Word of mouth is for the most part responsible for the online success of many big names such as Hotmail and the early days of Amazon. Online channels are constantly emerging; LinkedIn, Quora, Facebook and Twitter, all providing easy ways for users to express and share their thoughts about anything. What’s very interesting is that your brand could be the subject for those conversations!
I've outlined some of the basic steps that would help you make the most of online communities and leverage it to your business benefit.
There are basically 2 sides when dealing with online communities; the side where you listen, and the side where you interact.
- Start by using Google Alerts to monitor mentions of your brand online. Enter your “company name” as a search term and Google Alerts will alert you every time someone mentions your brand. Other tools include SocialMention, MonitorThis and Netvibes.
- In order to monitor the actual promoters of your brand, you need to measure ‘satisfaction’ because this is what drives a customer to recommend your product/service. For example, do not just ask “Would you recommend us to a friend or colleague?” but rather go for “How likely are you to communicate about your experiences?” and give them a scale from 0 to 10.
- Thank people who would say positive stuff about your brand and reward this behavior. You need to be active in addressing issues that people complain about and don't like.
- A good way for a company to get consumers to take part in a conversation 'around' its brand is to facilitate a discussion on a branded forum on its website and keep an eye on the conversations happening. Listening to the on-going conversations helps define the emerging trends and future ideas.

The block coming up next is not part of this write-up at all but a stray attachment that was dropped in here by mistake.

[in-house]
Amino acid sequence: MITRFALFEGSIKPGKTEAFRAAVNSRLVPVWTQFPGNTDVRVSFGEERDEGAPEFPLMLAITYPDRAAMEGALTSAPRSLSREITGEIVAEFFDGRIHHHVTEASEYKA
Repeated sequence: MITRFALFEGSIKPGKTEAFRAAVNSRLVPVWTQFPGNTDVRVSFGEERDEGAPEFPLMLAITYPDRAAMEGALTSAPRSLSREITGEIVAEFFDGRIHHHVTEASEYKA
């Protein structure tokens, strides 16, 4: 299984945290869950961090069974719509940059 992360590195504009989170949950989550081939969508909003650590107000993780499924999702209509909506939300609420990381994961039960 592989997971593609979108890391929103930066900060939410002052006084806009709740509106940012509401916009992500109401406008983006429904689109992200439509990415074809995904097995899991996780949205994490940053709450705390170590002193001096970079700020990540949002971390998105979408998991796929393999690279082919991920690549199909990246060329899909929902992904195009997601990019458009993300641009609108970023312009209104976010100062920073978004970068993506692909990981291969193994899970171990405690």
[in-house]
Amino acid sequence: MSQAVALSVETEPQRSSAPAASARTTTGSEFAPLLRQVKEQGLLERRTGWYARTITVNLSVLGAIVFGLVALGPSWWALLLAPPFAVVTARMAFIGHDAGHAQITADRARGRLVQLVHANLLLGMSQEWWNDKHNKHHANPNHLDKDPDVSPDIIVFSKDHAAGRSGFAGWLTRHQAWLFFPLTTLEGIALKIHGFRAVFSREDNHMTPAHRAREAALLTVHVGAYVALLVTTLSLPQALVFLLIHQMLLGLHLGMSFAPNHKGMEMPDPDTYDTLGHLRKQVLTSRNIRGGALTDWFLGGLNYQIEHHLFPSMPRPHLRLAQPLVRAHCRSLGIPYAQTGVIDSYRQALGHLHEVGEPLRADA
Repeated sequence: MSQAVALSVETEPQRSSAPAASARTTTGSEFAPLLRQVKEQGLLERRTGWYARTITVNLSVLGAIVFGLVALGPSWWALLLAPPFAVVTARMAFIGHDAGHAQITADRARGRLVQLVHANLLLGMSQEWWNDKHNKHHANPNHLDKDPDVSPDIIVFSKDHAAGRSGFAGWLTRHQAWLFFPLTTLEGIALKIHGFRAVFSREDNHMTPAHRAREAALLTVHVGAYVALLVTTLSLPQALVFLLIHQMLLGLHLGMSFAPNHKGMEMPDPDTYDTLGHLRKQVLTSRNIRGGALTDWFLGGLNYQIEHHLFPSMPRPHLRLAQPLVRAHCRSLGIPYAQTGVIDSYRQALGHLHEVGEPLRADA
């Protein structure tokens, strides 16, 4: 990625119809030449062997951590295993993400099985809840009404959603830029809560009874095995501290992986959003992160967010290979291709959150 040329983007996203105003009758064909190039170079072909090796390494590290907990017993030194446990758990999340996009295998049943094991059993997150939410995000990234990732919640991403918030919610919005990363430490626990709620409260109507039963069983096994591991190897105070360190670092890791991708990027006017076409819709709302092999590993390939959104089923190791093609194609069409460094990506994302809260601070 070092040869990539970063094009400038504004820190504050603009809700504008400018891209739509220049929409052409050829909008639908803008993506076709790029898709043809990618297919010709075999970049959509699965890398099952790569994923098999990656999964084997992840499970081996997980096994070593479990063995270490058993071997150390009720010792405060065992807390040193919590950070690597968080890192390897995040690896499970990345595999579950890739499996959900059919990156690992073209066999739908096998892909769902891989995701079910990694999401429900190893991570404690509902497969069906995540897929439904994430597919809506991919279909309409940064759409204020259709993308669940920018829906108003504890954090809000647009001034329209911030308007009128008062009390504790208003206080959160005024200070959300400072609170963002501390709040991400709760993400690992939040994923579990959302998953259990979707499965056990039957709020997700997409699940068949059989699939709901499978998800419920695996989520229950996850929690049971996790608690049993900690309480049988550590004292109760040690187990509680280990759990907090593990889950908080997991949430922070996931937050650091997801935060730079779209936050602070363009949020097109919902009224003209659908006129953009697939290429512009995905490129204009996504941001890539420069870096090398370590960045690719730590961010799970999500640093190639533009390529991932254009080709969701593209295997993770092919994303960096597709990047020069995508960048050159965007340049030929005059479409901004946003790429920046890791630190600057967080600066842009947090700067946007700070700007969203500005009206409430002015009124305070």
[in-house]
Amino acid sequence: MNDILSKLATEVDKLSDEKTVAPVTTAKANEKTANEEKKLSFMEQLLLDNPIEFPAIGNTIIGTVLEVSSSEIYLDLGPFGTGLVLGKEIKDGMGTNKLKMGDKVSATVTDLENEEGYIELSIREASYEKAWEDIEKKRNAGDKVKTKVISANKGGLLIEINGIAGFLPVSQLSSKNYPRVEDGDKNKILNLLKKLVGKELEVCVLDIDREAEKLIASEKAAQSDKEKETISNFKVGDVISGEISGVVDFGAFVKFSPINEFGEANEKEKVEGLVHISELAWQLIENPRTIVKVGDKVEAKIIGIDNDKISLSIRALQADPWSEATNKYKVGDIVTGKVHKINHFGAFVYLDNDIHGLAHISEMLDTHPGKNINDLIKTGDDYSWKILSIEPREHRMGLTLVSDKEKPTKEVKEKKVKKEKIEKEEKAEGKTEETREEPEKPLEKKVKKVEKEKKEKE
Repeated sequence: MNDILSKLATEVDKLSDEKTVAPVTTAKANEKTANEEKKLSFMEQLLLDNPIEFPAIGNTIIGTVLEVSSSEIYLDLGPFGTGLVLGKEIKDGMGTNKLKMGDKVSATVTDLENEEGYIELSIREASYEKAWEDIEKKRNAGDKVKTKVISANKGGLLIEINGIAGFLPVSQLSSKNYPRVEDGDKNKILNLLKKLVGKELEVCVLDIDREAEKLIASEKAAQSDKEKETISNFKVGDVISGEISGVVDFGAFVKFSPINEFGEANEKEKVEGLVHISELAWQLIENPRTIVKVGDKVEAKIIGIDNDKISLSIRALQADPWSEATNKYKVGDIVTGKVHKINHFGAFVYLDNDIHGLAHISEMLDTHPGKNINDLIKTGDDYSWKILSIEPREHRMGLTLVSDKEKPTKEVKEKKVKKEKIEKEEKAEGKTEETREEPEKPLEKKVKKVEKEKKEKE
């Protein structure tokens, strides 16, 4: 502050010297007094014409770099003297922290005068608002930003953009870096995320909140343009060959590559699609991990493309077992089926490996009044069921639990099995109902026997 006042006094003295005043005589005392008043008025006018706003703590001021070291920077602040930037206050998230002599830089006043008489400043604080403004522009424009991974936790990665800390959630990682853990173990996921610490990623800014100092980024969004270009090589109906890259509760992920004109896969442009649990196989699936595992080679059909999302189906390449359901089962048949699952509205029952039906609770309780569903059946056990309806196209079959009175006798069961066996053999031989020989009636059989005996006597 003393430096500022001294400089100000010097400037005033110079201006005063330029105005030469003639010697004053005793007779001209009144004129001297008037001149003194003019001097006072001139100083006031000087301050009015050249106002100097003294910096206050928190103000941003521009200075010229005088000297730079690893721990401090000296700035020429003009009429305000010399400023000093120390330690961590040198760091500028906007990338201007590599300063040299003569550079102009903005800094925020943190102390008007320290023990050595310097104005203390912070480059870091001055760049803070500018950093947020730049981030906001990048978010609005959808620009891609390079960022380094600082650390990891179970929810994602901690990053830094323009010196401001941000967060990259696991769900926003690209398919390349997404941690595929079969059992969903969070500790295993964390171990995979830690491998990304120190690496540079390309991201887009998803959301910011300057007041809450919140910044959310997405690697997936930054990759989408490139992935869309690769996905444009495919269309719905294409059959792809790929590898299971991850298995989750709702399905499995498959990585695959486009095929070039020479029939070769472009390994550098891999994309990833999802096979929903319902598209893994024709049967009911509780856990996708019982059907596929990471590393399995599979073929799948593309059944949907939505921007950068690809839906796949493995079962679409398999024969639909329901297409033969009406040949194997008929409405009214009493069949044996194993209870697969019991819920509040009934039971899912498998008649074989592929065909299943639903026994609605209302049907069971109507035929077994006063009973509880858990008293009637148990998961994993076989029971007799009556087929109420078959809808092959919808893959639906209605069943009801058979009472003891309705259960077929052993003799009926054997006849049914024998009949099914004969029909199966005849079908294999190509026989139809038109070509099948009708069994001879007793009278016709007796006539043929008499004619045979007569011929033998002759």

- Make a list of the top 5 to 10 relevant forums/communities to your industry and rank them by their Alexa rank and Google Pagerank.
- Logon to the chosen forums/communities and start answering specific industry questions to demonstrate that you are an expert in your field.
- Don’t be a spammer by advertising for your business because then people will lose interest in your posts. You are there to interact and provide useful content, not to sell your products.
- Submit tips and advice, and people will like to know more and actually refer you to other users.
- Post on a regular basis, e.g. weekly, to develop credibility and consistency.
- Manage your time e.g. half an hour every week.
- Do not buy recommendations by providing incentives to do so. What you’re looking for is ‘earned recommendation’ not ‘bought recommendation’.
- Always remember to include links back to your website. Search engines are now giving more weight to inbound links from social media.
- Make sure your links include your main keyword phrases to be optimized for search engines.
- Your posts in the community should be of value so that people would be interested to visit your website.
In conclusion, online communities if leveraged wisely can provide a very lucrative element to your overall marketing campaign especially that the only cost your paying is time!
Do you have other valuable tactics for community engagement? Let me know what you think in the comments below.